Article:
Even so, the results of an Internet Retailer survey of women in the industry in settings from entrepreneurial to web-only to multichannel retailers suggest they are finding more opportunity than barriers. If in its early days e-commerce was more closely aligned with pure information technology and so heavily male-dominated, that's no longer the case.
In the survey, which drew responses from women in e-retailing plus industry consultants and vendors, it was the perception of many women that they're represented in their workplaces in numbers roughly equal to men, with 39.2% reporting that 50% or more of their e-commerce team are women. The team leader gender divide was even more balanced, with 54.2% reporting a male top e-commerce executive at their companies and 45.8% reporting that title was held by a woman. The survey is part of Internet Retailer's ongoing survey of issues in the e-retailing industry, in partnership with Vovici, provider of online surveying technology.
Not only are women making it to the top of their e-commerce teams, but they gradually are making it to the top of their organizations as well. Of this year's Internet Retailer Top 500, 29 companies have female CEOs, roughly double the 15 Fortune 500 companies that have CEOs who are women. With some notable exceptions, these companies tend to be smaller, with only two in the top half of the Top 500. While 5.6% of the companies have women chiefs, women-led e-retailers collectively account for 3.9%Ñ$4.9 billionÑof the $126.4 billion in web sales for the Top 500.
As a newer industry, e-commerce may be less affected internally by some of the boys-club practices flagged in other, more traditional corporate cultures: gender bias favoring males in promotions, for example. "I think of the women ahead of me who really had to break the glass ceiling," says Danielle Leitch, executive vice president of search marketing firm MoreVisibility.com, whose early career experience was as an executive recruiter in the technology field. "The guys that were holding them back are gone, and the ones still hanging onto that philosophy are close to retirement."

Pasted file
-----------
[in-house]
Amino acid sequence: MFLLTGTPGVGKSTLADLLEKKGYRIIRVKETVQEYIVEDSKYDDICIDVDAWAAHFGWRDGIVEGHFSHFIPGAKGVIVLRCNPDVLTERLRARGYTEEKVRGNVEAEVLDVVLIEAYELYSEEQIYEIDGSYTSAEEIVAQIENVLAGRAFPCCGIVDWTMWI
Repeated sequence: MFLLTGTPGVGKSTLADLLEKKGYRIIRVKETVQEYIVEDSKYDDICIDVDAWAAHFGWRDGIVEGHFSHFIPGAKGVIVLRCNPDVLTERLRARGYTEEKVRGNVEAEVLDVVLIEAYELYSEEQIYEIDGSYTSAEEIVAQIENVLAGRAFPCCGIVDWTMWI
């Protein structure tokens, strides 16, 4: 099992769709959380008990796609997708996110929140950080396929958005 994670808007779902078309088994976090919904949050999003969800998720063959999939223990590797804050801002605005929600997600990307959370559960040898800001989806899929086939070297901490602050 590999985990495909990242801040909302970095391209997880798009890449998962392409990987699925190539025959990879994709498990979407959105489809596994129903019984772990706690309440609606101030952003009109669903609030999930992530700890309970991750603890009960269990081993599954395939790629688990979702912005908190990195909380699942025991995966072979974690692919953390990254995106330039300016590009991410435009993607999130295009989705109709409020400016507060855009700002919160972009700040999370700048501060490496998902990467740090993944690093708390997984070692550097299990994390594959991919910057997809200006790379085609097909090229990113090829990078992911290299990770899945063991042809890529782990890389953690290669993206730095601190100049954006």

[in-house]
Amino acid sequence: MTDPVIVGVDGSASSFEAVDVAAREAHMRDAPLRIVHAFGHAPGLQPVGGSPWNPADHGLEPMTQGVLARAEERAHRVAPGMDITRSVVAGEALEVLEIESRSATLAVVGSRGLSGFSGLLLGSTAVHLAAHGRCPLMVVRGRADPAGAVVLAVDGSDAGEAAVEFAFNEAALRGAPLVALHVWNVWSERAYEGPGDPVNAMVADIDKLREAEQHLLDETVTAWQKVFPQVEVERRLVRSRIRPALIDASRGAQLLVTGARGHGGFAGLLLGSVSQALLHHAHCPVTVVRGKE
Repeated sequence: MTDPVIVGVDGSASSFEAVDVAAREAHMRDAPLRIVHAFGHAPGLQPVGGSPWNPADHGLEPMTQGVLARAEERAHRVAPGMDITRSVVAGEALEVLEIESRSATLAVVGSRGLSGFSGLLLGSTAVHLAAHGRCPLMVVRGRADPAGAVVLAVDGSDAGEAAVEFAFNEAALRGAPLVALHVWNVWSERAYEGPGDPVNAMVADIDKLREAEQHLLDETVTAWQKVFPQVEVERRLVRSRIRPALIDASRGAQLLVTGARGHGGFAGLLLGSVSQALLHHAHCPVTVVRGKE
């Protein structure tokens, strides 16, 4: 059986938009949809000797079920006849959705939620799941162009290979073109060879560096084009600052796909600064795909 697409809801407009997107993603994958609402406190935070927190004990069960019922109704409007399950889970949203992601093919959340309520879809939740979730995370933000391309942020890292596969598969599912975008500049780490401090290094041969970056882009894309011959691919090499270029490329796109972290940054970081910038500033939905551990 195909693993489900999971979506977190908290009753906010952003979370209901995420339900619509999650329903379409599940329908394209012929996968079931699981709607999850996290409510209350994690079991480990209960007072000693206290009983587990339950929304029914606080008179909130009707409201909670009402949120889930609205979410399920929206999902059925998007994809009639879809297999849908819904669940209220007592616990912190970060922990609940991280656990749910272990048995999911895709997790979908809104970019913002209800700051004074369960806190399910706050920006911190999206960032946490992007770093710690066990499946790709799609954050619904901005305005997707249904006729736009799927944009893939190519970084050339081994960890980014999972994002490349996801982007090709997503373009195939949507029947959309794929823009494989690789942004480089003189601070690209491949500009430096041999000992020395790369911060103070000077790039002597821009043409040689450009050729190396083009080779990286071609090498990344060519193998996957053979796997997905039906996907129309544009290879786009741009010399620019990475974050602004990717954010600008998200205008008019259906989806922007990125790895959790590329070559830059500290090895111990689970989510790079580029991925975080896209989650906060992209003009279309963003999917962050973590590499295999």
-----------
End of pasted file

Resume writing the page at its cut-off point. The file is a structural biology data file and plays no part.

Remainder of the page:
The greater penetration by women into top executive roles in e-commerce companies than across businesses as a whole, though still small, lends support to the belief expressed by many women interviewed for this story that e-commerce can be a viable, even speedy, career path for women with corner-office aspirations.
"It's not a several-year progression to see if you can be successful," says Carol Steinberg, senior vice president of e-commerce, marketing and business development at ShopNBC.com, whose early background was in internal support for information technology. "You can really make an impact quickly, and be known for that impact quickly."
Sophia Drivalas, director of online user experience, design and searchandising, W.W. Grainger Inc., notes that e-commerce involves multiple disciplines that come into play in the executive suite. "If you are in e-commerce you get a taste of operations, marketing, analytics, technology," she says. "It's a cross-section of functional areas so it's a great way to build some expertise in different functional capabilities you will need for higher-level positions in the organization."